I bought a base Eco, to keep it light and cheap. It's a 100A, with the only options being the A10, a paint upgrade and 18" wheels and tires. This is the best way to equip it for a low price, MPGs, and acceleration. My stock car will 0-60 in 5.0 secs, 1/4 mile in the 13.20s, and consistently get at least 35 mpg at 70 mph. My best MPG was 40.7. What other car can offer this level of performance and economy?
Also, if I wanted to get GT acceleration, while retaining Eco MPGs, I could do it with about $2,000 in mods: air filter, intercooler, Cobb Accessport, an E-30 pro tune, drag radials, and rear wheels. I have a friend, with a 2016 A6 Eco, with that combo, that dynoed at 377 WHP & 455 torque. He runs 12.20s on the stock 235/50/18 all season tires. He's a very good driver and can consistently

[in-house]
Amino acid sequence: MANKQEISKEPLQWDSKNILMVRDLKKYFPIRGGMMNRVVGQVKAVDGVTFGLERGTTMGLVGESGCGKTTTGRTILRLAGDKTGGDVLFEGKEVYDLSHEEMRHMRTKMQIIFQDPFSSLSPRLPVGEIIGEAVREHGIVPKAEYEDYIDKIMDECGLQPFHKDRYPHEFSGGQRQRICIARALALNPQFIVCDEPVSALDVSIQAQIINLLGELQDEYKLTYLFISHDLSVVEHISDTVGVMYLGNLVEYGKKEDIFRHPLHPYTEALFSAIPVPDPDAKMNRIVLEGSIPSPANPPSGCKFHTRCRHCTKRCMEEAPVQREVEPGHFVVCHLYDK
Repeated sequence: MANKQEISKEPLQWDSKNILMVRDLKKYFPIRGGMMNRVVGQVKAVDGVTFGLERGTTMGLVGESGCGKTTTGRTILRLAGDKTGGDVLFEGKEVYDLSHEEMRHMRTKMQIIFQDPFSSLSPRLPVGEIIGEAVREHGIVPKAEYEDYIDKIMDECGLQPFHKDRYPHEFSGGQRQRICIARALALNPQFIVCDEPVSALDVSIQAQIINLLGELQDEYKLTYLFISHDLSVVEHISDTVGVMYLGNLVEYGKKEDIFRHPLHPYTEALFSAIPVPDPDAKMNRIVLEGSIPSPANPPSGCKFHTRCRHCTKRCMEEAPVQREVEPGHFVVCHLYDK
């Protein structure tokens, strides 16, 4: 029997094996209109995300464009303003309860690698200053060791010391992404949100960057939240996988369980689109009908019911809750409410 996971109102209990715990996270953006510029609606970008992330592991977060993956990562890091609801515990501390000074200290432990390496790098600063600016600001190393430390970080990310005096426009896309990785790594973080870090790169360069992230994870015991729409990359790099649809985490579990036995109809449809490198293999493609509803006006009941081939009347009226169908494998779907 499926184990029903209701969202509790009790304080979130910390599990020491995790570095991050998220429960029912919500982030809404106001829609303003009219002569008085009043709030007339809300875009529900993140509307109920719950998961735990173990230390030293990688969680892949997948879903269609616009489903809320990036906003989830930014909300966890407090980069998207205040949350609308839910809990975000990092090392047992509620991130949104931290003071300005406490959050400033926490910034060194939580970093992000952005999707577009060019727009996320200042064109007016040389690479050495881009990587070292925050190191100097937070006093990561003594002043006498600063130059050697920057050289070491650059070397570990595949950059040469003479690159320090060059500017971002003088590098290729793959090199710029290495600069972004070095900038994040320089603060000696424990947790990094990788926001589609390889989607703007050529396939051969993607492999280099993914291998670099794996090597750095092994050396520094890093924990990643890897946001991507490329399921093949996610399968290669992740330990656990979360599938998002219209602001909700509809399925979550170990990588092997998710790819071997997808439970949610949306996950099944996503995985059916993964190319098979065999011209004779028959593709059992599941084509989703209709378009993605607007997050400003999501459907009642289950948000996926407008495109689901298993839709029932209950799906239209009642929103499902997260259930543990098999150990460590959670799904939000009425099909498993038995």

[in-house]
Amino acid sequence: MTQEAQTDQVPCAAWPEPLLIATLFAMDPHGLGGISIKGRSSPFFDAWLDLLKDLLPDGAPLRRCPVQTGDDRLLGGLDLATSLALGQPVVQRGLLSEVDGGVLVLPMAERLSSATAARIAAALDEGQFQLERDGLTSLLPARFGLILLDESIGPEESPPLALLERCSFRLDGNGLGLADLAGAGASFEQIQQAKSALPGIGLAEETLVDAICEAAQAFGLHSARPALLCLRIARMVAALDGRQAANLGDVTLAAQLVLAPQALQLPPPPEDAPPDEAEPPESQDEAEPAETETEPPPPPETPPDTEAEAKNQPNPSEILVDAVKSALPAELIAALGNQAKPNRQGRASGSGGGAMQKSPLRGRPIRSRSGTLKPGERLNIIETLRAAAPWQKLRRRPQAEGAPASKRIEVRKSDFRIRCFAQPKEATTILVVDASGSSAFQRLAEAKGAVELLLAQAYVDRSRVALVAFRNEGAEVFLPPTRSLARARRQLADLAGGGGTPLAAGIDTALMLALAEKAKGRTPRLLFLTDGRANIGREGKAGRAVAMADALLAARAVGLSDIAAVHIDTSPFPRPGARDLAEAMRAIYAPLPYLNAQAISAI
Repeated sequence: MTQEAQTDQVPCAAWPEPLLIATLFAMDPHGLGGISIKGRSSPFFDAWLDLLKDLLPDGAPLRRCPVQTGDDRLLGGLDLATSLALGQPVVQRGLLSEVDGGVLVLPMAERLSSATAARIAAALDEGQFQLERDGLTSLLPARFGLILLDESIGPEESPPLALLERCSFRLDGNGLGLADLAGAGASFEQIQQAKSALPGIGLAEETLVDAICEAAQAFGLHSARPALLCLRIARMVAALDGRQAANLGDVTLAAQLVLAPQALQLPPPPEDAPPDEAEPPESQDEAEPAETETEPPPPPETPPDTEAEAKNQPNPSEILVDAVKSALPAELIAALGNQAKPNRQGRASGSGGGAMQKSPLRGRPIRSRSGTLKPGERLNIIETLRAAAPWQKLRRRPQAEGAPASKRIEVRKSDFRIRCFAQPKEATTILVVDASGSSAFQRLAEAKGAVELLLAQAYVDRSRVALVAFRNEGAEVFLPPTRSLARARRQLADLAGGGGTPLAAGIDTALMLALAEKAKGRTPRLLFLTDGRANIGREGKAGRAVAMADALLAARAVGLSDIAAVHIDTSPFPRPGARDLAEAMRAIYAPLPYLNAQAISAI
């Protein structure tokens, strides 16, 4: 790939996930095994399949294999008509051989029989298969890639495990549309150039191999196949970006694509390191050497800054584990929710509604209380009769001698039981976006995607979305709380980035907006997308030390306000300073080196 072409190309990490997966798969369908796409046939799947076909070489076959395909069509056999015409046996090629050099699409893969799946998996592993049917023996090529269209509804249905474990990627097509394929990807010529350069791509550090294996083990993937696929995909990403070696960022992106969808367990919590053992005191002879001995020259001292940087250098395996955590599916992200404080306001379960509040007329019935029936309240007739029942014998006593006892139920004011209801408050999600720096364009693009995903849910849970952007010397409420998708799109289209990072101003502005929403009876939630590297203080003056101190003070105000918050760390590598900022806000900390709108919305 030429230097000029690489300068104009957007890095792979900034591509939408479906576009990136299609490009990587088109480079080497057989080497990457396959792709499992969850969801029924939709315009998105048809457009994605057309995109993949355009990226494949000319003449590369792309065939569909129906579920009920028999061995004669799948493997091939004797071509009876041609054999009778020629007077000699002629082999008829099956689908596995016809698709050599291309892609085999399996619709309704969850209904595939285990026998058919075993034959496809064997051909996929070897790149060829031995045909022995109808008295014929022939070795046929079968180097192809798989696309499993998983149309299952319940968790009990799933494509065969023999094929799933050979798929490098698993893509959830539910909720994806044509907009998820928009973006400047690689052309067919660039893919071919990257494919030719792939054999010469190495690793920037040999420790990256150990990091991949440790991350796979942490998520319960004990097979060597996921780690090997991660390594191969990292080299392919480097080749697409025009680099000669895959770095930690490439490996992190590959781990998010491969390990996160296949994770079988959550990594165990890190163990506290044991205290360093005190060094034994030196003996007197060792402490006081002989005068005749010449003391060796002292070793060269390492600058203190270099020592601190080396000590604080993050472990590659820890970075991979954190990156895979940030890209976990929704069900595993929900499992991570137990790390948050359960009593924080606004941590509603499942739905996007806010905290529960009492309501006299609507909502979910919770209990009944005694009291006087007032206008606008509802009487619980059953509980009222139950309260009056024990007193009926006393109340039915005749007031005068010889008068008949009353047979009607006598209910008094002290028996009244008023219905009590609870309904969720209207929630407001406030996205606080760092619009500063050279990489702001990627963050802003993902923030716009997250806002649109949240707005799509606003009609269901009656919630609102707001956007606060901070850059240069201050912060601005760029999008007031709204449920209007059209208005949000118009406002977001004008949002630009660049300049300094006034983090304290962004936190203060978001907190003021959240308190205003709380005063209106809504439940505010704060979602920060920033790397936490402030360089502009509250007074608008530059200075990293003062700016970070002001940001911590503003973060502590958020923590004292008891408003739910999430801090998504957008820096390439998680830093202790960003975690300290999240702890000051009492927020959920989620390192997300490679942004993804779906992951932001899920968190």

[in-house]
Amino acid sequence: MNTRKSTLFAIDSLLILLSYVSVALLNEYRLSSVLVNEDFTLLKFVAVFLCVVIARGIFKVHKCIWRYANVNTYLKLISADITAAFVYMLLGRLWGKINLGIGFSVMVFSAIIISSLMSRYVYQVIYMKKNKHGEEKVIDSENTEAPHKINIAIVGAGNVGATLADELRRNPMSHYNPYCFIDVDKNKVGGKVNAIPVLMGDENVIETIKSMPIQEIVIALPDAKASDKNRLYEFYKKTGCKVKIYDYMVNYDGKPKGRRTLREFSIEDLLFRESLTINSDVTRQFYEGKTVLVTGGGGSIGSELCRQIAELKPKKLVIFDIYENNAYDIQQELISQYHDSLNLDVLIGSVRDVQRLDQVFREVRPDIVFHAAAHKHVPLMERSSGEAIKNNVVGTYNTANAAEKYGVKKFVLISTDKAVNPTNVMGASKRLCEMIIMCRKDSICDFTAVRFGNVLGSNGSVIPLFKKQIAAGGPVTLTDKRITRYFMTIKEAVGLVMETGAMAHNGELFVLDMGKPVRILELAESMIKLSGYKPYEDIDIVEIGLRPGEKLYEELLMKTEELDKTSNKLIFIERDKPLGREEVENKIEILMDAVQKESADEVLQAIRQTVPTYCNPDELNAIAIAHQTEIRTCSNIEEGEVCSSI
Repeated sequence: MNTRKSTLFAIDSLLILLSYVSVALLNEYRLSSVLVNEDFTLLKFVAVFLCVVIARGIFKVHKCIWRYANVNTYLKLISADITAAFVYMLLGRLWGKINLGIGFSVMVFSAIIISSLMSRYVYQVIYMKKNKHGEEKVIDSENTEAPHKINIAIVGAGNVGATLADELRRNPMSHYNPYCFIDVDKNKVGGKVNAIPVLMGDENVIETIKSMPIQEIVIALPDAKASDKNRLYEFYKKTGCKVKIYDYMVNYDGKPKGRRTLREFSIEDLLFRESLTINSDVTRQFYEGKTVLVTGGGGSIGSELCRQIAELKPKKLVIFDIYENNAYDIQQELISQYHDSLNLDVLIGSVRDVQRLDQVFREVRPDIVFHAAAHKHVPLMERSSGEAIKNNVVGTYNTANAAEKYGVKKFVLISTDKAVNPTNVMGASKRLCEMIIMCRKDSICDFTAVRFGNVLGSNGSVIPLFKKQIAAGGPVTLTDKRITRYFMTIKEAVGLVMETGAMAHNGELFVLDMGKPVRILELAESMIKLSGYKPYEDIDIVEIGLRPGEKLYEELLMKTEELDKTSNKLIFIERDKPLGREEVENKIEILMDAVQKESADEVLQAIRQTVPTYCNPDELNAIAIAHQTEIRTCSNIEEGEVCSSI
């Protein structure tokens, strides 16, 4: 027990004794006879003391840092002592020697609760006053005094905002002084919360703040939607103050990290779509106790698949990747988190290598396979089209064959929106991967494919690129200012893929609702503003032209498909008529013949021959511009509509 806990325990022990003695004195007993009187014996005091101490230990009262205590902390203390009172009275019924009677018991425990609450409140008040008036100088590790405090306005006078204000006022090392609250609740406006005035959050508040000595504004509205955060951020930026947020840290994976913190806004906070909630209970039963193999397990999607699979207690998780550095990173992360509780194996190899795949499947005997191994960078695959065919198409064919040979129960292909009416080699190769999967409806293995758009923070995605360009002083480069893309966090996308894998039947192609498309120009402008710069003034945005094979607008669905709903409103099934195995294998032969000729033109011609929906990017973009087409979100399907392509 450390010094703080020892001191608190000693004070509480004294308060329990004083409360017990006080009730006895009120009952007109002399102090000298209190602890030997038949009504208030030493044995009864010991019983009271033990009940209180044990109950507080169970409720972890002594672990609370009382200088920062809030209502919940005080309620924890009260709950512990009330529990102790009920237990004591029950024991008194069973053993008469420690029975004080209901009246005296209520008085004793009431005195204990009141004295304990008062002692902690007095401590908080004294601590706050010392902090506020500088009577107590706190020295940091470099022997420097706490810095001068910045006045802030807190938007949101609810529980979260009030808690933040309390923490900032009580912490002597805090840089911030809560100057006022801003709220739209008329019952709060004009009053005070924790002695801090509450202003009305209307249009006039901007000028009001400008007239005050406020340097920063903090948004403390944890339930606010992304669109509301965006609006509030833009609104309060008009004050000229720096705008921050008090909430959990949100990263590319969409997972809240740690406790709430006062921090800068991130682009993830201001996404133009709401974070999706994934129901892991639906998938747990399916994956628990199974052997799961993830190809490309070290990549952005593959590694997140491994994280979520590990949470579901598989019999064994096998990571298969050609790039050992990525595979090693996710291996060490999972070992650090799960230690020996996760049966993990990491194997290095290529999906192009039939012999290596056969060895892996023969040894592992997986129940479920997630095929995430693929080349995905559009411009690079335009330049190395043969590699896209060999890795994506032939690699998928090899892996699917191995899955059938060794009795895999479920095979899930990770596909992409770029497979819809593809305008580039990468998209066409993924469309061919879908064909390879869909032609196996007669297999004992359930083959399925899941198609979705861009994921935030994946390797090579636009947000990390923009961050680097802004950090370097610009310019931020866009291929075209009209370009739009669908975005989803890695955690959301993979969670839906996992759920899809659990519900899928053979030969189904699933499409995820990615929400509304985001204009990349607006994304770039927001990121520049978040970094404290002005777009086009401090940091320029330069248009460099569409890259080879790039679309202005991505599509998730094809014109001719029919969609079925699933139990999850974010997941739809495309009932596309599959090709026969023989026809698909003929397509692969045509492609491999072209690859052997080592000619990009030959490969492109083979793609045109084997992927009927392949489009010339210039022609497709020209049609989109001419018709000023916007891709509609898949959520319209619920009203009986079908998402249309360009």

60 ft in the 1.70s, on a prepped track, with the stock tires. I love my car, but the GT is great too. I certainly thought about it alot, before buying. Pay your money, and buy what makes you smile. Best of luck.
Your summary was fine, except for the torque and acceleration comments (sort of):